Take a moment to bear witness to the following few seconds of magnificence (make sure you un-mute)
It’s Judy here on College Street with a raccoon at Shoppers Drug Mart.
If you are fourteen you perhaps already know this, but the Judy in question is one Judy Perly, 65, of Toronto. There are quite a few facts about Ms. Perly available in this Buzzfeed profile of her, but I’ve been appreciating Judy in a different way over the last couple of days by simply experiencing this Vine, again and again and again. Zen. A few observations:
– Judy here … It’s her byline, her greeting to the world, and she uses it in all of her videos. Some people even call her Judy Here as if Here we her last name. Ms. Perly’s trademark beginning strikes me as reporterly, strangely journalistic. Also, involuntary — as if she were destined to greet the universe in this way, forever.
– As far as I can tell College Street is the one in Toronto, and the Shoppers Drug Mart in question is probably this one (note position of the door vs. the sign — this corresponds with the entrance where the raccoon was hanging out.)
– the raccoon. This is where things get magical. Sure, it’s perhaps unusual to see a raccoon in broad daylight hanging out in the city. But if Toronto is anything like the Canadian city where I grew up, then it’s perhaps not a complete shock to observe one foraging around. Perhaps the animal was confused about the time of day? Particularly attracted by the smell of the bulk candy section in the vestibule of the store? Then there’s the matter of Judy’s pronunciation of the word raccoon. It strikes the ear as being slightly nonchalant, like: of course there’s a raccoon at the College Street Shoppers Drug Mart why wouldn’t there be one? Hers is an intensely Canadian voice. She pronounces the name of the animal with a sort of double tonal dip, ending in a sort of gracenote upswing. I could listen to Judy say the word raccoon all day (and thanks to this Vine I suppose I now have.)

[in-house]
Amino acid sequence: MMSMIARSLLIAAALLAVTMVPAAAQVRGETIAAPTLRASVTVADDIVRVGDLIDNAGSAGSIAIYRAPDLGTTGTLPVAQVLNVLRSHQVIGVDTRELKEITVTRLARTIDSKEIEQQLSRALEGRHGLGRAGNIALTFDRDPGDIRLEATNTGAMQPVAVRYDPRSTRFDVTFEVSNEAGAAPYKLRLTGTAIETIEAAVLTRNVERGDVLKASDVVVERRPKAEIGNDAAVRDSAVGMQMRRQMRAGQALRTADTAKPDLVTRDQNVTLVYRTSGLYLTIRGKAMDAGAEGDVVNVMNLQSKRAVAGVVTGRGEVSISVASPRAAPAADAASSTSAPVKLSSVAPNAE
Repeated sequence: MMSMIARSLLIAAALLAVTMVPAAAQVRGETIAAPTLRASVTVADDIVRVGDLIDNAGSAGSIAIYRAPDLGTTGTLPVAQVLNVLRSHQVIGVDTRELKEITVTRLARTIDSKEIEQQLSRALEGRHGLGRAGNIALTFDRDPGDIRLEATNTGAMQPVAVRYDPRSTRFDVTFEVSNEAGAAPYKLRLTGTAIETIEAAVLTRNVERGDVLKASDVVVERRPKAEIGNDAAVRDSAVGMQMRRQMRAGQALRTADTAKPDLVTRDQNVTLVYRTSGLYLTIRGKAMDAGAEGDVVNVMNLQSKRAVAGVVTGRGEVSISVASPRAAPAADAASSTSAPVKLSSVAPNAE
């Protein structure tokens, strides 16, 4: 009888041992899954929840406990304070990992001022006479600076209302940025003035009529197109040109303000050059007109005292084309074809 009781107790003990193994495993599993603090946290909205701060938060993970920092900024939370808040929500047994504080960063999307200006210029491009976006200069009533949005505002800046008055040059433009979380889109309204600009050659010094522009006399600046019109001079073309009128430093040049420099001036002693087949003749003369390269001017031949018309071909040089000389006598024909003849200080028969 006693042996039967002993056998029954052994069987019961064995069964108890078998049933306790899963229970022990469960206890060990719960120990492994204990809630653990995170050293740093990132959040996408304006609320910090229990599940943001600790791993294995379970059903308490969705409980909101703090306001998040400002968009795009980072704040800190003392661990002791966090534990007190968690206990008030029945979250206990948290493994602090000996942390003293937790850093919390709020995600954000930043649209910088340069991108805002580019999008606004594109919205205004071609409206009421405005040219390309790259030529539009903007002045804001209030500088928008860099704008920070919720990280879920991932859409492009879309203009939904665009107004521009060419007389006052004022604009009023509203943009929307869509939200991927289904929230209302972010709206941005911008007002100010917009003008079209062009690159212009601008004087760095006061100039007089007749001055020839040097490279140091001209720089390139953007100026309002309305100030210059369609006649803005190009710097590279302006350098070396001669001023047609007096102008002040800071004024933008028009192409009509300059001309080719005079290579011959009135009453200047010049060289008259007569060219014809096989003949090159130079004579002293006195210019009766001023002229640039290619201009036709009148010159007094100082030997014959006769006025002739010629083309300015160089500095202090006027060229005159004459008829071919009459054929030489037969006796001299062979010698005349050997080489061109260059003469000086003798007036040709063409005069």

– At Shoppers Drug Mart! Judy concludes her report with her trademark bravado, despite the words she must by virtue of her location and choice of sentence structure, say. Shoppers Drug Mart: it’s a banal name for a banal place, boring even when one considers the entire field of Canadian drugstore chains (and who hasn’t.) But Judy is undaunted and un-bored … Like another Judy that I once knew, she gives a sense of grace and excitement to the only-slightly unusual. Even with the emPHASis is placed on the wrong idea (it’s surely the raccoon that is the more unusual element of the scene, but it’s the name of the drugstore that seems to excite Judy Here even more) she leaves us with a feeling of freedom and joy about the world … and what more can we really ask for, eh?